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IRA Beneficiary Designations

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IRA customer wants to designate as her beneficiaries her son and her daughter (5050), but if something happens to her daughter, she wants to ensure that her daughter's children receive equal parts of the daughter's share what does she need to do to make sure this happens?

If we were talking about her will, she would leave 1/2 her estate to her son, "per stirpes" and 1/2 to her daughter, "per stirpes." That little injection of Latin means that if one of the children predeceases her, the funds would go equally to that child's offspring.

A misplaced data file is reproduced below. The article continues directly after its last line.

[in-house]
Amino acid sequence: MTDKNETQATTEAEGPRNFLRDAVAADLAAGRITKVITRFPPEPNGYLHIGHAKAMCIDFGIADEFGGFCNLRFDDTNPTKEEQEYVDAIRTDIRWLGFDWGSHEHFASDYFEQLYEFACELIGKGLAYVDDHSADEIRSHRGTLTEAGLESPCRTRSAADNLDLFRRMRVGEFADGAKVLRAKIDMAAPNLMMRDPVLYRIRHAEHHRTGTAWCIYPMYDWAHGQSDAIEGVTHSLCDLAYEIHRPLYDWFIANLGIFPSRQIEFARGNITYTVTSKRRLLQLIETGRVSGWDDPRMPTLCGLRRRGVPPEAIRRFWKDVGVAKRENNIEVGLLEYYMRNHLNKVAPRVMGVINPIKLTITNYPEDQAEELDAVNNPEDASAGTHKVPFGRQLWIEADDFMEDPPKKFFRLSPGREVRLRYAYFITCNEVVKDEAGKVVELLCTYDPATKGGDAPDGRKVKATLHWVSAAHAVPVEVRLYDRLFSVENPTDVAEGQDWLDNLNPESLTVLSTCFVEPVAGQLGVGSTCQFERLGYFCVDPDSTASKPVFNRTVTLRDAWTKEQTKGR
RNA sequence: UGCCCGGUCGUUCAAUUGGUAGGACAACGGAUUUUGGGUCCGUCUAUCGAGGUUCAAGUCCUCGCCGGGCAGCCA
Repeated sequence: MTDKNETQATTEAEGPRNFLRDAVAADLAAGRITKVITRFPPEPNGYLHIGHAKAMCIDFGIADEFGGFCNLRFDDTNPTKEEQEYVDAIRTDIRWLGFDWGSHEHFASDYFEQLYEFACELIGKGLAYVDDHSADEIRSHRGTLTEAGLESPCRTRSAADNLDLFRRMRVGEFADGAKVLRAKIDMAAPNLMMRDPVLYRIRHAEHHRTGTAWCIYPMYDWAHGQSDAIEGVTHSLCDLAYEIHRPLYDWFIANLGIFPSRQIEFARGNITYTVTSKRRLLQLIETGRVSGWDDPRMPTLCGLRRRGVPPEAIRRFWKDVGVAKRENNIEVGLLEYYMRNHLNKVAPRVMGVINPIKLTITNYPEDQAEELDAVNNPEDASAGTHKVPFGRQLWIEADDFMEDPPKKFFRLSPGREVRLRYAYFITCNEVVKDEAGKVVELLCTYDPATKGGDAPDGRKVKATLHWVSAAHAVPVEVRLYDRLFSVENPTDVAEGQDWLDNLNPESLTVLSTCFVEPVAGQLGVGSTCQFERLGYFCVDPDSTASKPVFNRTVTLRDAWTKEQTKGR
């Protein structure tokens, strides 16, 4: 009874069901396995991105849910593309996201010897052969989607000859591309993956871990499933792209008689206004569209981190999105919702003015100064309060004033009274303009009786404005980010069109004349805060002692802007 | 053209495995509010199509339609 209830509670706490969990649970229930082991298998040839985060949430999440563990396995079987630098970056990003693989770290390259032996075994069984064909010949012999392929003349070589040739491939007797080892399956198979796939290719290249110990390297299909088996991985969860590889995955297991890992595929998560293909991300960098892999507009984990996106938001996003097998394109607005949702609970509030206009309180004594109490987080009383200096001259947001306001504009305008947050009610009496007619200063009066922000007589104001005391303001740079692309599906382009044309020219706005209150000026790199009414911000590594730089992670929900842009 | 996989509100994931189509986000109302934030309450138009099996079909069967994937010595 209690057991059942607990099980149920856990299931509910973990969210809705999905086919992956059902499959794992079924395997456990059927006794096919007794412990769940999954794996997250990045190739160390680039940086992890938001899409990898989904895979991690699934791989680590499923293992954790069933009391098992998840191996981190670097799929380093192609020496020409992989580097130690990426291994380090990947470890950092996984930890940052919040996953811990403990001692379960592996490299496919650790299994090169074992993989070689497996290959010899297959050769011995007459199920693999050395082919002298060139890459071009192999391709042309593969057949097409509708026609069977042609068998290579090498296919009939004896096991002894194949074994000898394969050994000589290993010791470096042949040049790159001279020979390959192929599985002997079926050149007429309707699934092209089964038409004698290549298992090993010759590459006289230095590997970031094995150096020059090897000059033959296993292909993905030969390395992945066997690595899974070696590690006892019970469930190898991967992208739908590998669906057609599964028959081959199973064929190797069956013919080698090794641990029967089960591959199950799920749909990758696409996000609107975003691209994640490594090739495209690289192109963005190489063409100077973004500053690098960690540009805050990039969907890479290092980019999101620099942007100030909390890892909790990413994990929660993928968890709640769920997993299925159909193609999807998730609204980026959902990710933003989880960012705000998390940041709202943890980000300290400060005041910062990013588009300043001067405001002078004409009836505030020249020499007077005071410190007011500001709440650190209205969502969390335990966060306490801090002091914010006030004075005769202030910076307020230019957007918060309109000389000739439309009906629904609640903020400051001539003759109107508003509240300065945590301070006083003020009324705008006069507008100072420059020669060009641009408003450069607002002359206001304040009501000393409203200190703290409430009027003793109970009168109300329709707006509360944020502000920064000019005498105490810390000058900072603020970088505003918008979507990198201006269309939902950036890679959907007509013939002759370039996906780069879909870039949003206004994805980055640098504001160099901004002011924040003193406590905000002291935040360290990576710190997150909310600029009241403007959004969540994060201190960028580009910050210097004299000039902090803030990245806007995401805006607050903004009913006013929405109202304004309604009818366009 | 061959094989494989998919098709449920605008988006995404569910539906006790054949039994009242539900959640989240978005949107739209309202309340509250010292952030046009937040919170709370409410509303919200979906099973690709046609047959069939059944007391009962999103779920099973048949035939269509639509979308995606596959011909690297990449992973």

It would be the personal representative of the estate's job to determine who the children were, establish which ones were still alive and whether those who predeceased their mother had children of their own, locate them, figure out how state law might treat any step children and a variety of other issues.

If your institution allows her to put similar language on her beneficiary designation it will have the same effect, except that your bank will be responsible for doing all the legwork before it distributes the funds.

Most institutions require that POD beneficiaries be specifically named; they will not accept even partial responsibility for settling a decedent's estate. The account owner has the responsibility to keep the beneficiary designation up to date in the event of death, divorce or a simple change of heart.

First published on 2/4/02

First published on 02/04/2002

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